The peripheral nervous system (PNS) is essential for life. Our ability to autonomously respond to alterations in oxygen levels, CO2, blood pressure, and detection of noxious stimuli that could harm the organism, are all critical functions mediated by the PNS. When the development of these systems go awry, sensory and/or autonomic neuropathies result including the recessive genetic disease, Familial Dysautonomia (FD), in which neither the sensory nor the autonomic nervous systems develop correctly. Most of the PNS derives from a quixotic population of stem-like cells, the neural crest. These cells delaminate from the neural tube, and migrate along stereotyped trajectories throughout the embryo to ultimately give rise to the majority of derivatives within the PNS. Although over the past 10 years, many of the molecular mechanisms that mediate sensory neuron development have been identified our understanding of the cellular mechanisms that orchestrate the behaviors of NCCs as they give rise to specific derivatives is sparse. However, with the revolution in live imaging technologies and fluorescent protein variant reagents, combined with the ease of conducting in vivo gain and loss function perturbations in the avian embryo, it is now possible to image in real time the migration and differentiation of neural crest cells while simultaneously conducting molecular perturbations. We will combine these powerful technologies in this proposal to investigate whether distinct subpopulations of neural crest cells give rise to subtype-specific classes of sensory neurons in the dorsal root ganglia. To this end, we will use photoactivatable GFP variants, gene-specific reporter constructs, and retroviruses to track neural crest cells that emigrate from spatially discrete regions of the neural tube, over the three temporally distinct waves of emigration, and trace their lineage as they give rise to subtypes of progenitor cells and sensory neurons. Furthermore we will extend what we learn from studying normal sensory neuron development to investigate the underlying molecular and cellular mechanisms that go awry to result in FD by analyzing sensory neuron development in both mice and chick in which the gene responsible for the FD disease is deleted (mouse) or knocked-down (chick).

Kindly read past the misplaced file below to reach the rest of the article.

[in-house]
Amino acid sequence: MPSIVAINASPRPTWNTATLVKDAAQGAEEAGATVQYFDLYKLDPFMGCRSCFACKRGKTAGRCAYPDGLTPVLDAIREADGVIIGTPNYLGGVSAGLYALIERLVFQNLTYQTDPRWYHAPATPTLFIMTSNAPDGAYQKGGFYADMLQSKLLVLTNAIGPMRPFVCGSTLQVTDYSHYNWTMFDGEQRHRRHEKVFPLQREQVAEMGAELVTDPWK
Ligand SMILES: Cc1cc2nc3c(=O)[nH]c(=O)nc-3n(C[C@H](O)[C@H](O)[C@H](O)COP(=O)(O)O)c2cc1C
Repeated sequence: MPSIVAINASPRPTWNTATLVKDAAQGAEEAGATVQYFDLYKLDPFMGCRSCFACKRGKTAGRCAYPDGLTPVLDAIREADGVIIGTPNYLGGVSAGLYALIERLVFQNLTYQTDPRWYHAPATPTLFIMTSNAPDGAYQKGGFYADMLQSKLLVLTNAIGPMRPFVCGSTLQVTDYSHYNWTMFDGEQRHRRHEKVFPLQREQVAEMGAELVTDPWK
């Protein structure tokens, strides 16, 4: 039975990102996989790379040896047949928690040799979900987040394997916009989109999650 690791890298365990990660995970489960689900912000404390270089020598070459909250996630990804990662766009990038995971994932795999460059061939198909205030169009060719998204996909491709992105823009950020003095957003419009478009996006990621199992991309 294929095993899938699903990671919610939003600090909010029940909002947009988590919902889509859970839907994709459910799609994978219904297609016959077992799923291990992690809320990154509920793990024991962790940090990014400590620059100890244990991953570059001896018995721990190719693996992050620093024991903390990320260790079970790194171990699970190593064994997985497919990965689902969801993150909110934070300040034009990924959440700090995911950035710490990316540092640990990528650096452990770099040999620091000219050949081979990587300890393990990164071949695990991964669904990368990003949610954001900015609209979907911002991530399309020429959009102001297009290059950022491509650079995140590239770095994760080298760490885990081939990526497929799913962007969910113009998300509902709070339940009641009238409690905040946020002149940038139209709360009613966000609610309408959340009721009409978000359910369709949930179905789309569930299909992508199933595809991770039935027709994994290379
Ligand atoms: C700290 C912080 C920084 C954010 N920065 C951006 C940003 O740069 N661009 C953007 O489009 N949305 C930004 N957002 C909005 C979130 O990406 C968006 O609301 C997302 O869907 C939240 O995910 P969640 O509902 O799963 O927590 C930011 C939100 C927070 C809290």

Our work is focused on understanding how pain-sensing neurons are born and mature. These neurons are essential for life as protection against noxious stimuli that could harm the organism. Achievement of the aims of our proposal will identify cellular and molecular mechanisms that can be applied to the treatment of both developmental and degenerative peripheral neuropathies including Familial dysautonomia and diabetic peripheral neuropathy.
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